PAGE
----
“The Belko Experiment” (2017): Faulty Hypothesis

The Belko Experiment on its face seems like a satirically edged horror comedy. Comparing the cut-throat nature of office politics with the thrills of confined murder could result in some smarter edged gore in theory. In practice, it’s a clumsy exercise in trying to execute either. Whether or not this was a case of screenwriter James Gunn‘s initial faults or an issue of translation from director Greg McLean is a unclear. After all, many factors can go awry during a shoot. Still, the final result still ultimately feels like something didn’t quite click together with what was released to theaters.

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The concept aims to have a “Battle Royale meets Office Space” style tone. One where we get the feel of office politic that slowly devolves into maddening hacking and slashing. Much of that comes through during the earlier tension setting scenes of The Belko Experiment, in which co-workers brush off the unsettling demands of the loudspeaker as some sort of prank or test done by some disgruntled employee. We see the dynamics of the office. John Gallagher Jr is the likable everyman. Adriana Arjona is his feisty love interest who stands up to creepy flirtations from John C. McGinley. Tony Goldwyn is a born leader of a boss that takes command. Sean Gunn is the stoner custodian. All of it is solid setup for these people to clash, given they’re stuck in a contained environment and force to kill each other. The panic that strikes after the first kill is made feels palpable, such is the case with Michael Rooker and David Dastmalchian as the maintenance crew. They share a genuine connection of two friends who are cooperative until the fear gets to one of them in a heartbreaking way. Their interactions resemble more of the human component The Belko Experiment wants to keep going.

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Unfortunately, McLean really can’t seem to settle on what tone he should go for after this early point. Office jokes, elaborately disturbing deaths and more than a few moments attempted tear jerking moments pop up here and there, but there’s never an authentic balance. Most of it just feels so damn random in terms of cohesive connection from one scene to the next. The term mood whiplash was invented for films like The Belko Experiment, where one isn’t sure how motivations or scenes spring to such violent actions in such a quick progression. One minute we’ve got a subversive joke about two characters whispering in a cubicle, the next a super serious montage of death set to classical music. The comedy especially feels inconsequential, given a total lack of irony as the film rambles along into points of limply engaging nihilism.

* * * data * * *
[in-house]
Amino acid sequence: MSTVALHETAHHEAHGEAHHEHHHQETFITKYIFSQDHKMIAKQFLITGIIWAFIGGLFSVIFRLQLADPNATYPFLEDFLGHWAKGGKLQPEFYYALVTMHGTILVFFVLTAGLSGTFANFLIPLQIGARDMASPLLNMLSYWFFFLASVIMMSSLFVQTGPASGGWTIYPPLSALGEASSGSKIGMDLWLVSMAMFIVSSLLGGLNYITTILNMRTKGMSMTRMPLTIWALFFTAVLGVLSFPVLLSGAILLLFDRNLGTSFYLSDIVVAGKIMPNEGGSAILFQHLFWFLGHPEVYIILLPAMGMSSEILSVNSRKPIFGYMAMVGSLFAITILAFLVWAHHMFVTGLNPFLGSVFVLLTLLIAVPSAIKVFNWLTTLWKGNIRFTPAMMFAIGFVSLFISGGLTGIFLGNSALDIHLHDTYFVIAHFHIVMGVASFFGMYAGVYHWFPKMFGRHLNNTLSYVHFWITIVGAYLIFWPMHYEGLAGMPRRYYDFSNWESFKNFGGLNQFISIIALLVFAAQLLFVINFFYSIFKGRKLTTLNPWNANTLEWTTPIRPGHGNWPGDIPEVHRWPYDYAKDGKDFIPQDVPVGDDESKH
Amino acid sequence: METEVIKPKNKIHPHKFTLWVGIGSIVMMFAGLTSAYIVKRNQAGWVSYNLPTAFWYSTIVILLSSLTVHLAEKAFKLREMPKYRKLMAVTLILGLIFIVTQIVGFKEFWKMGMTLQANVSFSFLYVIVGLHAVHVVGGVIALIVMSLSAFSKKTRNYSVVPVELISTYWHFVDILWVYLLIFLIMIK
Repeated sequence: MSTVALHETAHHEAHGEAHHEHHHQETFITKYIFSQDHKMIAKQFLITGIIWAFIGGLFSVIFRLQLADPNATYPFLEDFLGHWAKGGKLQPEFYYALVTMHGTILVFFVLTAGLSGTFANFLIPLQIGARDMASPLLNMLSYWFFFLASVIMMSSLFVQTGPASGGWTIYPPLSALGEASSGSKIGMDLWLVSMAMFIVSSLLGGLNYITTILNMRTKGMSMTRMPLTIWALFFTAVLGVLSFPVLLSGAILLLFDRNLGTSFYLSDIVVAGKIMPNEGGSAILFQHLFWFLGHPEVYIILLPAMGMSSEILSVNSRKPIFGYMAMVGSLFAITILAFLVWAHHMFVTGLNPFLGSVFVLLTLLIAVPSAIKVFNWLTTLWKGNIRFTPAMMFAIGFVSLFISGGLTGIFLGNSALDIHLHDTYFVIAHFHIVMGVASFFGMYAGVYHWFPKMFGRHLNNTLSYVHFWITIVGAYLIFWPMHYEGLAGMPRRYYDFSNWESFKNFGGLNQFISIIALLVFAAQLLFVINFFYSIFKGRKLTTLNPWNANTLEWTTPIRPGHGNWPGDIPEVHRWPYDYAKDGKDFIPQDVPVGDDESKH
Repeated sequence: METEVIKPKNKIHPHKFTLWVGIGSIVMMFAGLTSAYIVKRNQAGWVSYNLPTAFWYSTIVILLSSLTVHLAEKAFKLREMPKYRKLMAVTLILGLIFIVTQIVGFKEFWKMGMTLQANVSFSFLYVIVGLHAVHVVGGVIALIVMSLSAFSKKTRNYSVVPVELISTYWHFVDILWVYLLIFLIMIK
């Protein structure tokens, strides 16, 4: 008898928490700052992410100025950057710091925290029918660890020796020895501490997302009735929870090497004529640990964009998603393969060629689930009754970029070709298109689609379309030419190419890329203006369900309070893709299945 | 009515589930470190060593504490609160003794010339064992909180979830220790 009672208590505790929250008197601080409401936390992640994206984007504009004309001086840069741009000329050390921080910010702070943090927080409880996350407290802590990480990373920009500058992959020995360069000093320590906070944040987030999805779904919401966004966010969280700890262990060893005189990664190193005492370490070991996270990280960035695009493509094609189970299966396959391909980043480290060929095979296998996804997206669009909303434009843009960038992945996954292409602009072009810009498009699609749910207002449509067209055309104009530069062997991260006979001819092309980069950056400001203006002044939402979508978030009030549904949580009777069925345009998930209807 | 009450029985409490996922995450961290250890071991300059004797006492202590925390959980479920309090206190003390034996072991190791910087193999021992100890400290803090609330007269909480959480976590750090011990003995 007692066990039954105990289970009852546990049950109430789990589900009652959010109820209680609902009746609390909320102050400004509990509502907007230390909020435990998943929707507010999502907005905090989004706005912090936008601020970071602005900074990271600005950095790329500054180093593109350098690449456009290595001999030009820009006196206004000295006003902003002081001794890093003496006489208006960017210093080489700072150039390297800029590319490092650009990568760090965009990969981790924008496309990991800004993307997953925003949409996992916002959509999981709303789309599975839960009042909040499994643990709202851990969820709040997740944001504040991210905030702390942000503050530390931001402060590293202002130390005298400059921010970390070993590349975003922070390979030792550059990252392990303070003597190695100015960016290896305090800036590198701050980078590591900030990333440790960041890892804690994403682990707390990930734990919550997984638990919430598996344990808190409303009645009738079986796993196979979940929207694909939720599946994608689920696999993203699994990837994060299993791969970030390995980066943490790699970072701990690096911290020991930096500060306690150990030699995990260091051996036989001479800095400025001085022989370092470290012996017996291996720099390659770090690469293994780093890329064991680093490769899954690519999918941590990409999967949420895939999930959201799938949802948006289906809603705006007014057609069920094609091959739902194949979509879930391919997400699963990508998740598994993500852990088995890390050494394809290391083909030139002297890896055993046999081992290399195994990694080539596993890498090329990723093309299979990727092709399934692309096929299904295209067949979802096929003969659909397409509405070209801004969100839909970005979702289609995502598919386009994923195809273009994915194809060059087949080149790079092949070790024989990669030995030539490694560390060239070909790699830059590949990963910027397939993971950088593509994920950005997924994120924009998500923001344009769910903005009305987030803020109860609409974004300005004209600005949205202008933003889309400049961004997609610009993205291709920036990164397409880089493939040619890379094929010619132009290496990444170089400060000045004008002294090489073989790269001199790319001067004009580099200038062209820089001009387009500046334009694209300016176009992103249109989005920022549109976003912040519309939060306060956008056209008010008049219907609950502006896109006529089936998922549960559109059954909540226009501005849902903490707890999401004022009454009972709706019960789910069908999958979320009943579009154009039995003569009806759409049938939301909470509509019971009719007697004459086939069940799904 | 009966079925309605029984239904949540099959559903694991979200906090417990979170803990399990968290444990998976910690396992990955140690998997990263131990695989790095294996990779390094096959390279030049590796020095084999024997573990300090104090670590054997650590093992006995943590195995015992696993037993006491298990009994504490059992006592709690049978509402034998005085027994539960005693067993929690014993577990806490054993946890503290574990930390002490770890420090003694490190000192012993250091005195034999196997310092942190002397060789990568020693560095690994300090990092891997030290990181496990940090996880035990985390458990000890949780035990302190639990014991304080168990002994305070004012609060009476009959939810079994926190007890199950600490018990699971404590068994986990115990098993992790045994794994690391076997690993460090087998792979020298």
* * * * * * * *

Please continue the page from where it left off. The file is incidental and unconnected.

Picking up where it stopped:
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The gory death scenes are also incredibly uneven. They range from repetitive head explosions (due to a pretty half assed & unconvincing excuse for why explosive chips would be in these employees’ heads) to a rather chilling use of an axe and a tape dispenser. But it’s not nearly enough to make The Belko Experiment worth much. To be fair, some of this is very clear story problems that might lie on Gunn instead of McLean. One can’t seem to determine the progression of any of these scenes or characters that well as time goes on. We never really get a grasp of who they are as they struggle to survive, which really doesn’t engage us to them as they nearly die at every turn. The only people we seem to get a solid glimpse of are Tony Goldwyn as the rather demented CEO and John Gallagher Jr. as our hero… who’s really a moron at every turn. The rest are canon fodder with a few one-note jokes or drives, but are engaging solely based on the performances like John C. McGinley or Sean Gunn.

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Still, The Belko Experiment is a rather uneven exercise in nihilistic satire horror. There’s so much uncompromised brutality on display, but the ends are so underwhelming. There’s a lot of potential in the premise and some of Gunn’s knack for human connectivity within a genre context shines through in cracks. Yet, The Belko Experiment is ultimately a cold one. One that doesn’t destroy with purpose or real intent beyond shallow unearned malice. It’s a cynical bitter story that feels like a first draft more than a completed tale.

Rating: 1.5 Bloody Office Supplies

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One comment

  1. jeff larrimore · March 22

    another spot on review Thomas. Thanks for all your hard work.
    JL

    Like

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